A colleague recently received a personal e-mail from a foreign prince offering massive “compeiennsation” for assistance liberating funds held by the United Nations—the prince just needed a $10,000 advance, via Western Union, to get some initial paperwork sorted out. Perhaps you received the same email. Unfortunately, most attempts at internet-based crime aren’t quite as easy to spot.

Philip Bezanson
Phil Bezanson, Bracewell

In the public finance context, a fraudster posing as a contractor on a public infrastructure project might email a project manager with a fake invoice requesting that payments be wired to a new account. Within minutes, bond proceeds paid to the “contractor” may end in the same hands as the funds wired to help the poor foreign prince mentioned above. Public entities are especially susceptible to email scams because open records and open meetings laws and transparent operations make it easy for criminals to conduct reconnaissance on employees and transactions. This allows the criminals to craft personalized and convincing fake messages that do not contain obvious indicators of a fraud.

Although they receive the most media attention, nation states, political parties, and large retailers are not the only entities being targeted by hackers. As those entities build stronger defenses, hackers have increasingly pursued lower profile and less protected yet still lucrative targets like state and local governments and other public entities. Indeed, some hospitals, school districts, and local governments have already been victims of cyber-attacks. For example, in a recent Department of the Treasury announcement, it identified that “[s]ince at least March 2016, Russian government cyber actors have also targeted U.S. government entities and multiple U.S. critical infrastructure sectors, including the energy, nuclear, commercial facilities, water, aviation, and critical manufacturing sectors.”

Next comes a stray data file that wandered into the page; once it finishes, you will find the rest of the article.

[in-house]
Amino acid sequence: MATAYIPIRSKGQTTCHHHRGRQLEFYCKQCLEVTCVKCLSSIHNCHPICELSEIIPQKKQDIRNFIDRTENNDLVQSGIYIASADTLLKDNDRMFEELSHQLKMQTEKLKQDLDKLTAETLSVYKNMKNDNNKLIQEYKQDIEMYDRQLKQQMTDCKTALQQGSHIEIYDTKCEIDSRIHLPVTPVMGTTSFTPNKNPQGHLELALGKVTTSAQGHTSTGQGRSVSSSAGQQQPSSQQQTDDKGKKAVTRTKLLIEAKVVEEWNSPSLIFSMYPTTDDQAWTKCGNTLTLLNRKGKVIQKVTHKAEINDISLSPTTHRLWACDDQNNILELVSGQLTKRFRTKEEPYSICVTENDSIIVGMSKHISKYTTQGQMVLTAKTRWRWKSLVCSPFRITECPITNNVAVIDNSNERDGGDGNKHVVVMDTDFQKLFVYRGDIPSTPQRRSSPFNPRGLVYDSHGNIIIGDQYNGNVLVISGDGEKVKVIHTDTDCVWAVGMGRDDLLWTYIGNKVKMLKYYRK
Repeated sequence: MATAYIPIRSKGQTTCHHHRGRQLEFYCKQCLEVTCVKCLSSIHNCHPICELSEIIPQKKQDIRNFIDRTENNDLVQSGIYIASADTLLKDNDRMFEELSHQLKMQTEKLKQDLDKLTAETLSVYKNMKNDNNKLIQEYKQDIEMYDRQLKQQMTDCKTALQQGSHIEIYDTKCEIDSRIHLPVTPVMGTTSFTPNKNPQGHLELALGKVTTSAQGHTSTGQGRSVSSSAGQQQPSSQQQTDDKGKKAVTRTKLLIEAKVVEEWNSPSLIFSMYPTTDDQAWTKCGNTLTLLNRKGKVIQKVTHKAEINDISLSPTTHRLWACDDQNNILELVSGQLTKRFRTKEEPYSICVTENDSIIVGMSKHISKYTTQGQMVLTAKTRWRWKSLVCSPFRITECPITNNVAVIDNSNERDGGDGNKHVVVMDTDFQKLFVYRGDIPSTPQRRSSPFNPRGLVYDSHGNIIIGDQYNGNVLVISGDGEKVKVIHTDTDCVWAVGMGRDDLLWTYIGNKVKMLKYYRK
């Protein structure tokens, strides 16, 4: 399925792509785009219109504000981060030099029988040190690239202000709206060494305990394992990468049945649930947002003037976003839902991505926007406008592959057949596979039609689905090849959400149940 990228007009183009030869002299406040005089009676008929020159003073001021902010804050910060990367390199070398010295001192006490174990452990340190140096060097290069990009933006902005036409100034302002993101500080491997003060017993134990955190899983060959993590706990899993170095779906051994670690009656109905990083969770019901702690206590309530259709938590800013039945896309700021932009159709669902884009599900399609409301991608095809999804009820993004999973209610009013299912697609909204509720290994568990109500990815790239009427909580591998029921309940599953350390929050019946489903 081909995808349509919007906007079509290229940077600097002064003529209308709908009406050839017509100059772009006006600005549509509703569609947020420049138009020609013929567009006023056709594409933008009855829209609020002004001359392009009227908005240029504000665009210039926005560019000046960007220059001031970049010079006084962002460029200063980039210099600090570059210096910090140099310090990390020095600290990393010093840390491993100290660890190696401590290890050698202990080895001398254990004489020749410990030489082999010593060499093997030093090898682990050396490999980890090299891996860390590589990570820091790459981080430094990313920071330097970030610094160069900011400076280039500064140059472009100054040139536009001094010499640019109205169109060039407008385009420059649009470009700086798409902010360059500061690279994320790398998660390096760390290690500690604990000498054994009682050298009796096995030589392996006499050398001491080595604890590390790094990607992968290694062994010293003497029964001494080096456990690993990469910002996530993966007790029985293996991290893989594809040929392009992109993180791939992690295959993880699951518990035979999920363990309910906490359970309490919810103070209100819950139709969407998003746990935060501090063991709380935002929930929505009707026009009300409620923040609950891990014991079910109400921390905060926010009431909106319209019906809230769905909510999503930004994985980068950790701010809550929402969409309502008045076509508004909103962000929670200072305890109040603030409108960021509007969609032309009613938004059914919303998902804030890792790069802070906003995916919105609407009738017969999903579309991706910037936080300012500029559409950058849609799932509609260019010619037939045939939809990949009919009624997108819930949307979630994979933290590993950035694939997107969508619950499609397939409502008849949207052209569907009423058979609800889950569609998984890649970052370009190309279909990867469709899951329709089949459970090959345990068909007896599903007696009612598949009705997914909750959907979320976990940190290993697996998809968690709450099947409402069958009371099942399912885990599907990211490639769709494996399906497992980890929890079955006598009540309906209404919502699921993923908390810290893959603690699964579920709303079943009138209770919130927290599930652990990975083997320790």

Despite this risk, public entities can be unaware and unprepared to identify and protect themselves from a variety of cyber-related threats. There are a number of preliminary steps they can take to reduce risk and to be prepared.

Selected threats

  • Business email compromise schemes. One of the most pervasive threats usually does not involve hacking in the traditional sense. Rather, criminals can devise simple tools to send emails that appear to come from an internal senior executive or accounting employee that direct another employee to initiate a bank transfer to an account controlled by the criminal. Well-meaning employees trying to satisfy an urgent request frequently fall victim to this scam, which is low-cost and low-risk for the criminal. Further, the risk is particularly acute where criminals have access to information that allows them to tailor convincing spoofed emails (e.g., internal emails released under open records laws). The FBI has identified business email compromise schemes as a top tread in cybercrime and has published a useful, plain language overview of the issue.
  • Ransomware. Criminals and nation state actors are also using malicious code that locks users out of their systems or data in an attempt to extract ransom payments. User systems can be infected by visiting a compromised website or by opening a malicious email attachment. Once introduced to a network, this code—termed “malware”—can quickly spread to other devices. For example, in 2016, an employee of a Florida police department opened a malicious email attachment that spread, encrypted 160,000 city files, and triggered a demand for up to $33 million in bitcoin to unlock them. Some victims quietly pay the ransom rather than risk serious disruption to their business or reputational harm. The FBI advises against doing so. Ransom payments also are rarely an option for a public entity.
  • Data breaches One of the most familiar cybersecurity incidents—the theft of large amounts of sensitive personal or financial data—is a real risk for public entities. For example, the FBI recently had the contact information of 20,000 of its employees leaked online.[4] The amount of data stolen does not have to be large to have a significant impact; criminals have stolen login credentials to financial wire systems and have been able to initiate unauthorized transfers of tens of millions of dollars. The personal and financial data held by public entities—both large aggregations of data and more discrete pieces of critical financial information—will be attractive to criminals, especially when left vulnerable on older devices or systems.